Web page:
NEW YORK, (Reuters) – World stocks and the U.S. dollar fell on Friday as oil prices rose on escalating violence in Libya, overshadowing a U.S. jobs report that showed the economic recovery shifting up a gear.
Gold advanced above $1,430 an ounce and U.S. Treasury debt prices gained as the Libyan turmoil drove a flight to safety.
U.S. crude oil prices jumped to their highest since September 2008, and Brent crude rose above $116 a barrel as Libyan security forces clashed with rebels near the major oil terminal of Ras Lanuf.
The MSCI all-country world stock index was down 0.1 percent. On Wall Street, stocks ended lower and erased most of their gains for the week.
“It’s really all about oil, and I suspect that’s going to be the pattern next week as well. Gold’s uncertainty hedge and ultimate currency roles continue to be very much in place,” said Bill O’Neill, partner of LOGIC Advisors.
The U.S. unemployment rate unexpectedly fell and employers
added 192,000 jobs. The data had a muted impact, in part, because the market had rallied on Thursday on expectations of solid hiring by private employers.
The Labour Department reported hiring by U.S. employers in February hit the highest level since last May as unemployment dipped to 8.9 percent, an almost two-year low.
Fears that more geopolitical turmoil and higher oil prices could threaten to stifle rallies in coming weeks dampened sentiment on Wall Street. The CBOE Volatility Index, Wall Street’s fear gauge, rose 2.7 percent to 19.11.
Among stock sectors, bank shares fell after Bank of America Merrill Lynch said banks’ first-quarter earnings could be hurt by rising oil prices as well as by reduced client activity.
Shares of Citigroup Inc, which the brokerage downgraded, fell 3 percent to $4.54.
On Friday, the Dow Jones industrial average tumbled 88.32 points, or 0.72 percent, to end at 12,169.88. The Standard & Poor’s 500 index dropped 9.82 points, or 0.74 percent, to 1,321.15. The Nasdaq Composite Index declined 14.07 points, or 0.50 percent, to 2,784.67.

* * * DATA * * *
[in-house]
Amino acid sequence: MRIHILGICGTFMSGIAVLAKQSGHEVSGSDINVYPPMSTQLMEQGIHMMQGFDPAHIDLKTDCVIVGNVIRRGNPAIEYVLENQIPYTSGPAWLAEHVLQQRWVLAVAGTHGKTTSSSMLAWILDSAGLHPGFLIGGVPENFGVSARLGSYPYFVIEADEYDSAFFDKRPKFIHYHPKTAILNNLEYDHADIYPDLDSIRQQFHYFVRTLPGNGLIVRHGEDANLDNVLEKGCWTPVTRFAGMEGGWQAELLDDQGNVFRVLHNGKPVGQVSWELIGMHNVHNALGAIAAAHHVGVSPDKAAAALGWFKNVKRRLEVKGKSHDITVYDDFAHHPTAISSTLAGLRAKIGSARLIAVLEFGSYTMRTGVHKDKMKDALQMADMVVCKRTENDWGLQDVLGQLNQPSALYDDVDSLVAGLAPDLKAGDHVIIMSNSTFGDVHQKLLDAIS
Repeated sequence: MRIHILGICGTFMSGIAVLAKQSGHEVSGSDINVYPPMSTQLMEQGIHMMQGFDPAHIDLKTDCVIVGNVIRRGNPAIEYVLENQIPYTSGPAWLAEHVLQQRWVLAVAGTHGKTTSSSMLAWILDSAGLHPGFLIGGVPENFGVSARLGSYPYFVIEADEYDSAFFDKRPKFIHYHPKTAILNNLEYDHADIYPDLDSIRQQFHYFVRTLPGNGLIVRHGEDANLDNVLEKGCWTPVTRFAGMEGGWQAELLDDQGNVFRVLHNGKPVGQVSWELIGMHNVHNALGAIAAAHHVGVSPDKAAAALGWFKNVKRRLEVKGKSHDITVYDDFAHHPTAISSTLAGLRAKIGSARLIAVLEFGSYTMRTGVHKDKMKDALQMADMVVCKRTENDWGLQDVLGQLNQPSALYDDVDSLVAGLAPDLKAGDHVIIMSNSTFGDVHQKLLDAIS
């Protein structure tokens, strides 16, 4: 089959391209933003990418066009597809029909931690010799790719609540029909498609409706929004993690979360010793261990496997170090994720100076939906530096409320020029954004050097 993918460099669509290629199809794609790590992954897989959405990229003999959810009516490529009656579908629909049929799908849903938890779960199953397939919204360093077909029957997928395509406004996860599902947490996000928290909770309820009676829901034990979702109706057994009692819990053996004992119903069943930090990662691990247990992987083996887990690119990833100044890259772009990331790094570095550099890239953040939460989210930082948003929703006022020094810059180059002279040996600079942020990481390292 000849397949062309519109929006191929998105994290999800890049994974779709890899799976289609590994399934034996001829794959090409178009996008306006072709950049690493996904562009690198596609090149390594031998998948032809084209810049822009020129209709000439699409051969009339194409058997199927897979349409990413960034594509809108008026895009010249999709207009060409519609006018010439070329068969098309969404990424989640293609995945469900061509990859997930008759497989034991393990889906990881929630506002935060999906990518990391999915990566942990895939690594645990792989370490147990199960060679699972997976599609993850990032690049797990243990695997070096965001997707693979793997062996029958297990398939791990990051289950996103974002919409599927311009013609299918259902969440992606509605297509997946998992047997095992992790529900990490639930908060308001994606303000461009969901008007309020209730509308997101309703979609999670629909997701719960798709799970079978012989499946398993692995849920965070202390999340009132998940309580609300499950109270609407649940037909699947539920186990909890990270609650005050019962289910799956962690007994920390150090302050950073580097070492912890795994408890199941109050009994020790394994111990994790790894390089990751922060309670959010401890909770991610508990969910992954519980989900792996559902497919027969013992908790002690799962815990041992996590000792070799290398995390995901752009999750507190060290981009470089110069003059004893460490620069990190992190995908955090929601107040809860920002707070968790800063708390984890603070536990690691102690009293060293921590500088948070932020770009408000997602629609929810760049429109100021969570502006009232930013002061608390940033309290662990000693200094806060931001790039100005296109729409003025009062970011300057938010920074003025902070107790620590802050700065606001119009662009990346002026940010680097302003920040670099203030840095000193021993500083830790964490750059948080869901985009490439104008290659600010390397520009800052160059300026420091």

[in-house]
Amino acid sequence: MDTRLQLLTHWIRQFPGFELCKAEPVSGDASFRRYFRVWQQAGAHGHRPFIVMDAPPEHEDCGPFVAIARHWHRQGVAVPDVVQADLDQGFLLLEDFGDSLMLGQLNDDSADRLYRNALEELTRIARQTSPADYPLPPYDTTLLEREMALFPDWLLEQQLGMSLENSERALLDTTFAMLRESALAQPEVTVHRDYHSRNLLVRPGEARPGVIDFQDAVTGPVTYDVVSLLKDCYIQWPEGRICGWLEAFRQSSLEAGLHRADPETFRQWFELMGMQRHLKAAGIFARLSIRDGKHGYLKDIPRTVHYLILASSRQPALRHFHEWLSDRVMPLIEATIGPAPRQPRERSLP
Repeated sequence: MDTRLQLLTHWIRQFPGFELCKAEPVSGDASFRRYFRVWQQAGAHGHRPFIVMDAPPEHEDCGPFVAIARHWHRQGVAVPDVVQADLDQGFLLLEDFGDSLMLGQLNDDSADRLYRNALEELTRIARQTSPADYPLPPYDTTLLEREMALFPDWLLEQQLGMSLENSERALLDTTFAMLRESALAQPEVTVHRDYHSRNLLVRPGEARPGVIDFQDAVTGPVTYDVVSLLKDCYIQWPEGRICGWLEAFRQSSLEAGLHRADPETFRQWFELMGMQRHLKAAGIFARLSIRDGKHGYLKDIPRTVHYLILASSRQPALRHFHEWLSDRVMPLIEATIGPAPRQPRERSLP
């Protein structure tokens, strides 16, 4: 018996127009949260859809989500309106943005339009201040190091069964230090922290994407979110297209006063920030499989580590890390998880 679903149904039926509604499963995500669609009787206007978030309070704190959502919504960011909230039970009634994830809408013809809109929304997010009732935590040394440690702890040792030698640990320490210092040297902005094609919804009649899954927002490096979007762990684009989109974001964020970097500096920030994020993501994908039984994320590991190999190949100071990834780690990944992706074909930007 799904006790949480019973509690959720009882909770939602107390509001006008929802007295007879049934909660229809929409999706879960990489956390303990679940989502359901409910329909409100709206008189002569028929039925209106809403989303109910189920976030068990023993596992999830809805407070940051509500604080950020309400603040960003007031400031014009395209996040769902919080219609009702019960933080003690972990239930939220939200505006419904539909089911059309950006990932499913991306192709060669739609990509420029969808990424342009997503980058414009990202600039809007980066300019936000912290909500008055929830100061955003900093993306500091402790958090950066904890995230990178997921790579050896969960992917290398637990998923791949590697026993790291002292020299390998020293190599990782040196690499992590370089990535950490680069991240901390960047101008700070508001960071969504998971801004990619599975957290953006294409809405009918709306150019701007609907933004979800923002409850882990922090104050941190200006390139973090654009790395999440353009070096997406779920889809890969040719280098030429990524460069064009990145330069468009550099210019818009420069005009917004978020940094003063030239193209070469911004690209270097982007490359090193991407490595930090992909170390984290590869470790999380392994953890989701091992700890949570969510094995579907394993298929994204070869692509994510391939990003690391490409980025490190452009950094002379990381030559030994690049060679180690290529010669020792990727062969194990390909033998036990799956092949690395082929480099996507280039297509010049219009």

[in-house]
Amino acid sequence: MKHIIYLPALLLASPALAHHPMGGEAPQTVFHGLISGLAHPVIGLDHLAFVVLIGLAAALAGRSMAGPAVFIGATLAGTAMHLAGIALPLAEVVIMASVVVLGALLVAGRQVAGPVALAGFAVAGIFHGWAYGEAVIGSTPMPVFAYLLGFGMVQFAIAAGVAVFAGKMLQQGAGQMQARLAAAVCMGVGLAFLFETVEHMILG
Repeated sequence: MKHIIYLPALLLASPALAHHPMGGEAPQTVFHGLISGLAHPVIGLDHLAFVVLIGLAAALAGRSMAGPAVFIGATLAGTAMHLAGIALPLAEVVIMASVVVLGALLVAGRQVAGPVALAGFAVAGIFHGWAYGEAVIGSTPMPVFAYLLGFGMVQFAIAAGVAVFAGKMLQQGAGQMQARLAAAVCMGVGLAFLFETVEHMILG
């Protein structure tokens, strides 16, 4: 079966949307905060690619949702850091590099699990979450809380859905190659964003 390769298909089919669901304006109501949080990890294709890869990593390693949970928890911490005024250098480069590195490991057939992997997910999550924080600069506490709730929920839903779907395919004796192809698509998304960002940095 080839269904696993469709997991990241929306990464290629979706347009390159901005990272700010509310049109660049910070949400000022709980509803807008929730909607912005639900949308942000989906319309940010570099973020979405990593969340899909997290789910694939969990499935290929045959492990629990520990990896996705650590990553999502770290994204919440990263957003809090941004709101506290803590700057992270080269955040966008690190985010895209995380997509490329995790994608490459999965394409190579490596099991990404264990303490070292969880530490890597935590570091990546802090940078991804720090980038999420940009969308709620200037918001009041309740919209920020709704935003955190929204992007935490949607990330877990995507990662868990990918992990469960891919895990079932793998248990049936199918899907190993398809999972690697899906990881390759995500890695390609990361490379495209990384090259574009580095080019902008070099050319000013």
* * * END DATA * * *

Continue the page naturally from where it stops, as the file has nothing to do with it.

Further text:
For the week, the Dow was up 0.3 percent, while the S&P and Nasdaq were up 0.1 percent each. The S&P 500 is up 26 percent since the start of September when the recent rally began.
The U.S. employment data did little to alter expectations that the Federal Reserve would maintain its loose monetary policy, driving down the dollar down against major currencies. The dollar index was down 0.1 percent .DXY.
“(Fed Chairman Ben) Bernanke may be relieved to see another month of improvement in the unemployment rate, but given the underlying weakness of the report, the central bank will still argue that unemployment remains extremely high and therefore continued stimulus could be warranted,” said Kathy Lien, director of currency research at GFT in New York.
And analysts said the dollar is likely to fall in the week ahead as investors continue to bet that interest rates in the euro zone will rise ahead of U.S. rates.
European Central Bank President Jean-Claude Trichet strongly hinted on Thursday at an interest rate rise in April.
For the week, the euro gained 1.7 percent against the dollar on electronic trading platform EBS, the third straight weekly gain. For the day, it was up at 1.3980 from its Thursday U.S. close of 1.3963.
In the U.S. government debt market, benchmark 10-year notes rose 20/32 in price to yield 3.49 percent, down from 3.56 percent on Thursday.
Brent crude for April delivery settled at $115.97 a barrel, gaining 1.03 percent after rising above $116. Brent oil has risen about 15 percent since the end of January.
U.S. crude for April delivery rose $2.51 to settle at $104.42 a barrel, the highest close since September 2008.
“Tension in the Middle East is like a runaway train,” said Michael Hewson, an analyst at CMC Markets. “Once it starts, it’s very difficult to stop. And if there is a danger that it impacts the supply chain, people will understandably get nervous.”
Three-month copper on the London Metal Exchange fell to $9,895 a tonne from $9,910 on Thursday.
In the European stock market, the FTSEurofirst 300 was down 0.6 percent.